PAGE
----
Howard Hanchey asks a great question. What marks the difference between those mainline churches who are doing well and those who are just limping along? Is this just good luck or is there something more at work in their common life? At the last diocesan convention, Bishop Russell formed a committee, the Church Development Process Task Force, to look at parish vitality and what our diocese might possibly offer to enhance that power. Those of us on this task force, the Rev. Barry Crowe, Janet Foote, Sally Crenshaw, the Rev. Jeff Garner, Phyllis Findley, and the Rev. John Withrock, hope that through this process we will be able to deepen our Anglican roots, as well as finding ways to help our congregations change their outlook from one of “merely surviving” to the development of robust health. It is our hope to present workshops and speakers who will impart concrete and useful information that parishes can take back to jump-start vital congregations.
I have a saying that I feel is applicable for all churches: the Church exists, not for those inside the Church, but for those who have not yet come inside our doors. Large, small, or in-between- a vital, thriving church is doing four things:
1. They are increasing the participation of the public (those beyond our doors) in church life;
2. They are deepening the spirituality of adults, both within the church, and beyond in the community;
3. They are multiplying the opportunities for discipleship; and
4. They are maximizing the impact of the gospel on the world.
In order to incorporate these things, there are several conversations in which we must engage.
Conversation 1: It’s not about you
While all congregations can stand some improvement, much of what congregations face is not about them. It is about an end of an era-a sea change in the religious ecology of North America, and the role of the congregation in our society. Even the Alban Institute has made a statement that American Christendom is over. While this may not be news to most clergy, it remains news for many in our congregations. Church leaders need to do a better job of helping their congregations understand what is meant about “Christendom” and what that era meant in terms of church role, Christian formation, mission and the role of the clergy. The end of Christendom means that congregations must learn anew how to do adult Christian formation. We must re-encounter both mystery and a living God.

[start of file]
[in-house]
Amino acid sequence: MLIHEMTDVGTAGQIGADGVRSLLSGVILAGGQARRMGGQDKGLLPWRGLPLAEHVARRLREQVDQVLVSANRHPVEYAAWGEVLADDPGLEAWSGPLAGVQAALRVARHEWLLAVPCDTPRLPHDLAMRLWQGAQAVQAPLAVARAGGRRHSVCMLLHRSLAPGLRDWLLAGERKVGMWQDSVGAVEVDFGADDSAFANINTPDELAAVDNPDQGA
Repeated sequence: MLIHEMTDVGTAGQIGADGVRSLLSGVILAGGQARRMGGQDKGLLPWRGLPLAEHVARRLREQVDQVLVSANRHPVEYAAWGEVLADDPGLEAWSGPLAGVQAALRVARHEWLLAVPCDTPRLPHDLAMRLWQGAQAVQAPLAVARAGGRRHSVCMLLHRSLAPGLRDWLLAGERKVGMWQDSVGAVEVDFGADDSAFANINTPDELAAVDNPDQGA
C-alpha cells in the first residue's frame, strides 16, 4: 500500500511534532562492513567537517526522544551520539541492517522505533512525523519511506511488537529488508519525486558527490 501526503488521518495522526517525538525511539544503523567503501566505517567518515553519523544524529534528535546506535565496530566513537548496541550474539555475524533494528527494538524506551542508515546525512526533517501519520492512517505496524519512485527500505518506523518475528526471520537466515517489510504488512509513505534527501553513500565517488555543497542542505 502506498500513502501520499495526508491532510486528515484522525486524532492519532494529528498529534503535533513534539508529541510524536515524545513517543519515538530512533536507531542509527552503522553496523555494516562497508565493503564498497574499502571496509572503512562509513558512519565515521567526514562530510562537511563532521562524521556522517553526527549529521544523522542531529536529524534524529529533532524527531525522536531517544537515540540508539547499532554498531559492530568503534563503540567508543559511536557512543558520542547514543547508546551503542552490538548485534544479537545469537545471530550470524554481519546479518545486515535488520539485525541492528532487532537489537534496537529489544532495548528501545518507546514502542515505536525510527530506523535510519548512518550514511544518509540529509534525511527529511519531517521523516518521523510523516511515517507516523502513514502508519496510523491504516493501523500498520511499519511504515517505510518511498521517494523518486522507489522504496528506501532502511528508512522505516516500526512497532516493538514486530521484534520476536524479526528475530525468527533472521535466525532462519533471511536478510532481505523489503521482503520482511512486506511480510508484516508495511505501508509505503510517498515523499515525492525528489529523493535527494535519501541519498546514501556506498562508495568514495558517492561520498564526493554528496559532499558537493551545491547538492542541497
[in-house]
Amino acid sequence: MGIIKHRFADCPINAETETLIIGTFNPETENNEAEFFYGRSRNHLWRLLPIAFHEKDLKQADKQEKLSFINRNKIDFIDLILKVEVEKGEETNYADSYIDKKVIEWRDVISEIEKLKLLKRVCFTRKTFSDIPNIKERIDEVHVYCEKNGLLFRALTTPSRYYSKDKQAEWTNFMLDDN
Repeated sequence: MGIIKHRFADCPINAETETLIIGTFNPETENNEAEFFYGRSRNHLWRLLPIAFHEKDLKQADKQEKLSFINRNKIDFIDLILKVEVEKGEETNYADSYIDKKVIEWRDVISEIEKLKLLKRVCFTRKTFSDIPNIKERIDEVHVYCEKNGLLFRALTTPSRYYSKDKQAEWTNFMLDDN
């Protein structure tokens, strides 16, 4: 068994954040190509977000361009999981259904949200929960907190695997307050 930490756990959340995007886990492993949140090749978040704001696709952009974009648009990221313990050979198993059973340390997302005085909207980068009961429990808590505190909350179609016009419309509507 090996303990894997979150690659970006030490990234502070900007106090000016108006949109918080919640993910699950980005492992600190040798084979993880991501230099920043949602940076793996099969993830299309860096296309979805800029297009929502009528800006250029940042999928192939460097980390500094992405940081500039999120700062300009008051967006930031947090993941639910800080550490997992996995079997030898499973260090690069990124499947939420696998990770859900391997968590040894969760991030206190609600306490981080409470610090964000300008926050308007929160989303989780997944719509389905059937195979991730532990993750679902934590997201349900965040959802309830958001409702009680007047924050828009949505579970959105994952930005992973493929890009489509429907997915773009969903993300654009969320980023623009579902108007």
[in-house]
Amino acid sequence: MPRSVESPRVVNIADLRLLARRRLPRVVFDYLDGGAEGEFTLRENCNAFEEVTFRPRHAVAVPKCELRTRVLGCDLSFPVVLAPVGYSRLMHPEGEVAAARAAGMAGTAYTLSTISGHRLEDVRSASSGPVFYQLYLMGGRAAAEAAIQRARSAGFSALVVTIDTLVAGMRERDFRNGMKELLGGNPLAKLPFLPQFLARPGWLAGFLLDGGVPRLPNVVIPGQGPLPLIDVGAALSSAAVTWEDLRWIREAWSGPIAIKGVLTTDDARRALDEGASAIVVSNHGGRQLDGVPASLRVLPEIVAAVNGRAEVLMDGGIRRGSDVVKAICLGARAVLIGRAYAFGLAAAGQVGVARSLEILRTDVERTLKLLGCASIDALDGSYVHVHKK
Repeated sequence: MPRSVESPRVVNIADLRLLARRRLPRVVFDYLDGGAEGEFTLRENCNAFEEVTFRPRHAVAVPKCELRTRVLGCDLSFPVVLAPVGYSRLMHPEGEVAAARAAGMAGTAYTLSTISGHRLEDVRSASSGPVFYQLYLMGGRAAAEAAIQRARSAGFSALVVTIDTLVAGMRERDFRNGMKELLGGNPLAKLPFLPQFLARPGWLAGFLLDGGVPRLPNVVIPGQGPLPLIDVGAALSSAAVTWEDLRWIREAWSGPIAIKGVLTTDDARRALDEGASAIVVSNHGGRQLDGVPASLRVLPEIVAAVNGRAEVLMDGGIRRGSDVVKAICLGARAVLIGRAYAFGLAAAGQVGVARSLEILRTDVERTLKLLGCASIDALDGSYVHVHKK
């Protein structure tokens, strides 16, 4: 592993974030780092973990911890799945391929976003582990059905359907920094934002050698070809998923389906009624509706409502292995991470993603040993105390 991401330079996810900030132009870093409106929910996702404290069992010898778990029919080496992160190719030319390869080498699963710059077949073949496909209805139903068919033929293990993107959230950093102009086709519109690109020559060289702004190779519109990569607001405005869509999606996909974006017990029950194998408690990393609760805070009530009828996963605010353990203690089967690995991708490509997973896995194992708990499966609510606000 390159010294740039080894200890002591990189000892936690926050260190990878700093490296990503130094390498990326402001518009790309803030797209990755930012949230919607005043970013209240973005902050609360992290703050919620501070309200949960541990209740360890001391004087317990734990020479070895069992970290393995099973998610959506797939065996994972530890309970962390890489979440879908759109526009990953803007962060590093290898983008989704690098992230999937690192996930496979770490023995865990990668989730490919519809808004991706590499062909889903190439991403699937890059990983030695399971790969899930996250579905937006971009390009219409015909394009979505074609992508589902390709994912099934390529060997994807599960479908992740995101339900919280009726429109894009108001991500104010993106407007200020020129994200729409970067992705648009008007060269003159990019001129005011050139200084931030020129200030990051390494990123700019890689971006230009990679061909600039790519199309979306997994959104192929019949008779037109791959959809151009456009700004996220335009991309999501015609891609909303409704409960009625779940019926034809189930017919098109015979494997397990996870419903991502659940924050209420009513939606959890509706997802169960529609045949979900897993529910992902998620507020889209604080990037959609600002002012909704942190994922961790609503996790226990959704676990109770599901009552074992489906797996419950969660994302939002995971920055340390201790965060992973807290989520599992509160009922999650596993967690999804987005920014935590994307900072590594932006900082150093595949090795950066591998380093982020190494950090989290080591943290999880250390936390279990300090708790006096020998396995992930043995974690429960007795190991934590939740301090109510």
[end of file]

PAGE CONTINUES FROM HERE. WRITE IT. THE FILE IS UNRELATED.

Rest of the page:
Conversation 2. A New Heart
We need to ask “What is God calling us to do?”
1.Servant Ministry (evangelism) starts at home. Before we can share the good news beyond our doors, we need to hear it ourselves in our congregations. 2. What is the message we offer about God? 3. When lives are transformed by the mercies of God, energy is produced-and that energy translates into new forms, mission, and vitality. According to Thomas Bandy, transformed adults are the future of the church.
Conversation 3: Why are We Here? /Listening to God?
What is the vision-what is God calling the church/parish/congregation to do? Some think the purpose of the Church is the comfort and satisfaction of its members. It’s all about listening to God, and developing a vision and best practices for what we hear God calling us to do. It is moving from useless mission statements that no one ever thinks about – to a vision of vitality for the future of the church.
Conversation 4: Let’s get (Less) Organized
Too many congregations think the best way to get people involved is to get them on a committee. Elaborate organizational structures of many congregations are counterproductive and are designed for maintenance rather than mission. There must be a change in the system.
Conversation 5: Taking on Adaptive Challenges
Adaptive challenges require intrinsically spiritual work because they involve loss, risk, and the changing of hearts and minds. Sometimes it’s good to call in the experts for help. Once the vision is in place congregations and leaders need to ask: “What are the adaptive challenges that we need to work on and make progress in order to more fully realize our vision? How do we make the shift from board culture to ministry and spiritual culture, how to move from stewardship as meeting the budget to one of growing congregations of generous people?”
Conversation 6: So where do we start?
Arriving at a clear, theologically sound vision is half the battle. Congregations not only need a clear and compelling vision, but they also need a clear sense of vision. The two are related but different. Doing this work means we don’t have the answers in advance. Like the Hebrews, we are learning what it meant to be Israel during their long journey in the wilderness, and like the church in the Acts of the Apostles, who were learning what it meant to be the church, we are in a new time of learning. As we change the conversation, we will come to see this as a time of learning, deepening faith, and a great godly adventure.
These are only a few of the many conversations we have had with regard to renewal, vitality, best practices, and moving God’s kingdom forward in our diocese.
(See Kicking Habits by Thomas Bandy; Creating Congregations of Generous People by Michael Durall; and Church Growth and the Power of Evangelism by Howard Hanchey)